Motherhood is an incredible gift. To be bestowed the gift of being able to give birth and to have a baby is one thing, but for me being able to be a motherlike figure to the Londolozi Family has been just as treasured. Since the early 70’s generations have passed through Londolozi and it’s been a real privilege to have been a surrogate mother to many of them. Sharing the highs and lows with a multitude of young people has been an honour. In the same way that I am proud of Bronwyn and Boyd, I feel pride for the alumni of Londolozi, many of whom have done incredible things in conservation and the NGO space. They have left Londolozi as the best versions of themselves which is all I can ask for. The alumni legacy is somewhat like the Mother Leopard’s Legacy, in that moments of impact have lead to incredible adults who we are proud to call our Londolozi Family.
What does it mean to be a mother?
First off I think it’s important to realise that being a mother is not necessary biological, it is a state of being. For me, it means stepping into alignment. So much comes into perspective the minute you become a mother. The stars, the moon and the sun all of a sudden make sense and align. It means a time to create, a time to grow, nurture, hold and a time to become the best version of yourself.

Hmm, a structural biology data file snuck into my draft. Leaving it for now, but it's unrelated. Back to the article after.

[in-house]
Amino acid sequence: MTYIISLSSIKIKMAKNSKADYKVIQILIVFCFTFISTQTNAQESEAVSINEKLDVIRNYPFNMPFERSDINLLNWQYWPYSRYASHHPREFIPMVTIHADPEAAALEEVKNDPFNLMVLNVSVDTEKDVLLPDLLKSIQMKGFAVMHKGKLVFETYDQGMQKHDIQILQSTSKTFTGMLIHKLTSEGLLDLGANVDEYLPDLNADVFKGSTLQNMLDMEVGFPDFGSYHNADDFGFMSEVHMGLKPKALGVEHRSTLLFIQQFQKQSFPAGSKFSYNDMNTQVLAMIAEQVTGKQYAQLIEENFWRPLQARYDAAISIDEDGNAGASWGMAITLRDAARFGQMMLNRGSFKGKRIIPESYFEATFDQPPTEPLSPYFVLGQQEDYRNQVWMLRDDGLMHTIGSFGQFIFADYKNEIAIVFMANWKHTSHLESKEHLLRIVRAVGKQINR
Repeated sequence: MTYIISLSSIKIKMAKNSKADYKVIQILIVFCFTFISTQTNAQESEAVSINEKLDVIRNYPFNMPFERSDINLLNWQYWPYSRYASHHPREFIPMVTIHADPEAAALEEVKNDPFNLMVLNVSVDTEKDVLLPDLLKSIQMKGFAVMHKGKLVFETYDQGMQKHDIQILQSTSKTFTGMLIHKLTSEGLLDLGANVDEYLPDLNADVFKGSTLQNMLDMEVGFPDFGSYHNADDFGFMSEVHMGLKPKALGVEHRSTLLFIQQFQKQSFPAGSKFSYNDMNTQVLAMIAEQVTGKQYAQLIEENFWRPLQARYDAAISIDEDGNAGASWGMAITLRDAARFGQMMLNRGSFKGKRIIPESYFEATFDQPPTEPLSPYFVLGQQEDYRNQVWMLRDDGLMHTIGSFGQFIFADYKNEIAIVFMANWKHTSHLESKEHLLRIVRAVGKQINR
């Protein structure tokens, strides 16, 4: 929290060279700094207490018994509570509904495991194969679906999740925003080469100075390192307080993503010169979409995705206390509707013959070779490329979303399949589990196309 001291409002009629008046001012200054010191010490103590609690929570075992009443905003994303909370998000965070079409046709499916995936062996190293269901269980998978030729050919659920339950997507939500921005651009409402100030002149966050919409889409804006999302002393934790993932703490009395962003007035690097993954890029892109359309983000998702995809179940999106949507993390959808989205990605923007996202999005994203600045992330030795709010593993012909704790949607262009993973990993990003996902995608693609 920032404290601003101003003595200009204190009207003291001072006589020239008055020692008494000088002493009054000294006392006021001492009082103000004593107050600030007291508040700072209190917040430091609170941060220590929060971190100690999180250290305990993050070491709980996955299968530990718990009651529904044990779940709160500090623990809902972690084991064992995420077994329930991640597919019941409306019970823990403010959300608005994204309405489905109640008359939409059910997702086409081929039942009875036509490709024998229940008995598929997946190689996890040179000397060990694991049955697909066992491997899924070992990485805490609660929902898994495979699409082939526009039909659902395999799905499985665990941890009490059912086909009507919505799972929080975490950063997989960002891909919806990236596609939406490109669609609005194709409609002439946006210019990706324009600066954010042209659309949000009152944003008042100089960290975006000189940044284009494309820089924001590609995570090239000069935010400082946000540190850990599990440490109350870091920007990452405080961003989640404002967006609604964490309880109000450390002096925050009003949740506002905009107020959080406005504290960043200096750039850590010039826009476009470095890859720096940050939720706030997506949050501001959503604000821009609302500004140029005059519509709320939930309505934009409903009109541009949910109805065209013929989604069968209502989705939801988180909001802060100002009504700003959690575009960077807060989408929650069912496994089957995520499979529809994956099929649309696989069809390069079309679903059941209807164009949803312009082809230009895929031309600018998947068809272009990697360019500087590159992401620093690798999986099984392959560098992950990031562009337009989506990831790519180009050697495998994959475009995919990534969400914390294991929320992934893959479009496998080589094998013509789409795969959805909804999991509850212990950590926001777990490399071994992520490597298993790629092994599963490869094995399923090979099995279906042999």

What has motherhood taught you about yourself?
For me, motherhood has given me a great sense of gratitude for things I never knew to be grateful for! Motherhood reveals a certain part of you that you were never aware of, it’s the revealing of this motherly side to me that I am grateful for. It’s this change that makes you feel complete. It also has taught me immense appreciation for the ability to create and for the gift of being able to help grow an individual. Motherhood has taught me to be patient, to have discipline and forgiveness (mostly for myself).
What has Mother Nature taught/shown you about motherhood?
I have been completely surrounded by her throughout my time as a mother. Mother Nature has shown me that there is a rhythm to life and that there is season, and that life moves in circles. Mother Nature has given me a front seat to her show, and she has taught me so much about nurture, patience, perseverance, persistence and interestingly about play. I’ve watched many wild animal mothers play with their offspring. It’s all about preparation, she is giving her cubs what they need to face the world. I’ve also found that Mother Nature has shown me to be more present in the moment, to experience the little things and try to take in as much as you can.